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Lewis Black on 2006 and the Problem with Christmas

Lewis Black is an angry, shouting comedian. You might recognize him from his appearances on The Daily Show. He took some time to review the major issues of 2006 and grapple with Christmas. I'm not sure if this counts as yet another salvo in the ongoing War on Christmas (he hates it) or a brave flanking maneuver from an unlikely ally (he hates the rampant commercialization of it). Perhaps if he had read our guide to fighting the War on Christmas, he would be able to make less ambiguous pronouncements. [youtube]PL8SCSz42us[/youtube] Also, the paddle is getting shorter. [youtube]nB_vKh9oye4[/youtube]

Comedy Central gets it – Colbert and Stewart back on YouTube

A few days ago news broke that Comedy Central had requested YouTube take down a bunch of video clips from their shows, including The Daily Show, South Park, and The Colbert Report. They have the right to do so under copyright law and the DMCA, of course, but the fact that they hadn't bothered for such a long time made me think that maybe they understood why YoutTube works.

Did the takedown notice mean they didn't get it after all? Were their lawyers just procrastinating? It looks like they do get it, after all - YouTube and Viacom have reached a licensing agreement.

Now I'm not arguing that Comedy Central and other content producers aren't within their rights to demand their clips be taken down, or that watching commercial content for free is a basic human right, or anything like that. But I will argue that in most cases, they shouldn't.

First, linkrot is bad. Every time someone searches YouTube or reads a blog entry and the video is no longer available, you've made a mistake. Want to drive traffic and attention to your content? At the very least, put it somewhere and leave it there for a while. Make sure it has a stable URL, so that if 10,000 bloggers want to show it to their readers they won't have to rip and host video themselves, can find and post it easily, and are driving traffic and veiwership data directly to one place.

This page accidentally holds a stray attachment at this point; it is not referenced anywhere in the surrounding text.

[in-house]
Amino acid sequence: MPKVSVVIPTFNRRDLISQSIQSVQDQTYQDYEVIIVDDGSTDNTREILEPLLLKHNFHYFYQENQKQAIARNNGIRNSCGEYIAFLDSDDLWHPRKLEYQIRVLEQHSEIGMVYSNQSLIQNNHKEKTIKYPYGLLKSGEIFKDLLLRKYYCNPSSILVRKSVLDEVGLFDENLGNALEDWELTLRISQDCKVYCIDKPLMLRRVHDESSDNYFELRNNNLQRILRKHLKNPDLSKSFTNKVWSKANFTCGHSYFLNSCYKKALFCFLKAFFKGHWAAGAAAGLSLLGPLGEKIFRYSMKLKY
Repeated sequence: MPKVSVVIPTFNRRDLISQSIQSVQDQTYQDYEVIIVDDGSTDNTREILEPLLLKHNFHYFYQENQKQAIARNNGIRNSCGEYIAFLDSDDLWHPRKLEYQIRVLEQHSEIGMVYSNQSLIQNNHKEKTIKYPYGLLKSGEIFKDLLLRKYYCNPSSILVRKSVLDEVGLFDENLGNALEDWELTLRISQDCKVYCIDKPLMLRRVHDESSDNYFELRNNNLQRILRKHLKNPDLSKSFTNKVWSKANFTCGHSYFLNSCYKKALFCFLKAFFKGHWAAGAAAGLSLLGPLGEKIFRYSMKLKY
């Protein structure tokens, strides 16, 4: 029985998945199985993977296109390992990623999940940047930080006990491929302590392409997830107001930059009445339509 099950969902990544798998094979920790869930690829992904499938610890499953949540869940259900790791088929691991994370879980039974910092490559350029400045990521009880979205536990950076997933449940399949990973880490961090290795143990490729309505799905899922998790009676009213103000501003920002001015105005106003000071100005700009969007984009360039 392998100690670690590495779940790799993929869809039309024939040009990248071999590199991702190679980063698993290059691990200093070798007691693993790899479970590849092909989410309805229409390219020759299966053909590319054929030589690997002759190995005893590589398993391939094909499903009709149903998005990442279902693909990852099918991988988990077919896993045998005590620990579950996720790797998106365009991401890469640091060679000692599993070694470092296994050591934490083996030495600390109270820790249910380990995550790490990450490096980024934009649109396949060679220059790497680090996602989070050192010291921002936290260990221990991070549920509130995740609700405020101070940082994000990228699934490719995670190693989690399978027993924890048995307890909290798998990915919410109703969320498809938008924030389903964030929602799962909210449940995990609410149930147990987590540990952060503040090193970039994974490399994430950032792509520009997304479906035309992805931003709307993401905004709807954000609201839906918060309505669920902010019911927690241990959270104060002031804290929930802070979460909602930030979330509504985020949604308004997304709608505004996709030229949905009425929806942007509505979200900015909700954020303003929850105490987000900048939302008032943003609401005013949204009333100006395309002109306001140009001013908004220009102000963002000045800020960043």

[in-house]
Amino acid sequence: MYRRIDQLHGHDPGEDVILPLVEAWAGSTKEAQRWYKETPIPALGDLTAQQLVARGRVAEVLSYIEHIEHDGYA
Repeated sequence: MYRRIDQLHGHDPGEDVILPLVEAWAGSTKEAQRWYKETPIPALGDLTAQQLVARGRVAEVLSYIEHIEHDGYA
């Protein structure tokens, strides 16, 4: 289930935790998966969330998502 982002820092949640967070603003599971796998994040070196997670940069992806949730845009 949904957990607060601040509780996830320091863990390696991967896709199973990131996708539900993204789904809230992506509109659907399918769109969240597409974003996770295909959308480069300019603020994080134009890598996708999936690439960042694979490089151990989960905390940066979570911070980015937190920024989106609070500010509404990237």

This is the long tail. This is why the web works so well, and why YouTube and similar sites work so much better than weird embedded or streaming media that doesn't really fit on the web. Not only can 10,000 bloggers link to it on day 1, but people will still be running across Stephen Colbert coining the word truthiness a week, month, or year later. Use the web to do things you can't with broadcast TV.

Second, providing or allowing bits of content out for free on a regular basis can be much better than advertising. Here's some anecdotal evidence. There are only a few reasons why I might get cable or satellite again, and two of them are Comedy Central and Cartoon Network. When I moved and didn't bother getting cable hooked up, for a little while I really missed The Daily Show. Months later, when I started seeing links to clips on YouTube on blogs, emailed by friends, etc., it reminded me how much I missed the Daily Show and I got interested in the Colbert Report as well. This has made me reconsider getting cable.

Now, surely content producers like Comedy Central can't just sit idly by while some web site makes money off their content. They have two options which take advantage of the web and don't destroy value:

1) Actually compete. Improve video offerings on comedycentral.com so they function like YouTube clips. They would still not have the critical mass of YouTube but at least writers, bloggers and emailers could still link to them and they are still a real part of the web. Provide community tools, make uploading easy, and toss in a contest to get the best user-contributed videos run on the station and you might be able to beat YouTube at their own game.

2) License with Youtube. This is a little tricky, but it is possible to work out a contract that benefits both sides. One of the annoyances of YouTube is inconsistency, so official Daily Show and Colbert Report clips from Comedy Central would benefit YouTube. In exchange, Comedy Central gets free video hosting (not a bad deal), access to Youtube's viewership (including possible listings in the top videos), and access to YouTube's community. I still think Google will fix video ads just like they fixed online ads, so this could be a money making venture for both.

Viacom and Comedy Central have decided to go with option 2, but how many producers go with neither option, and just send out take down requests?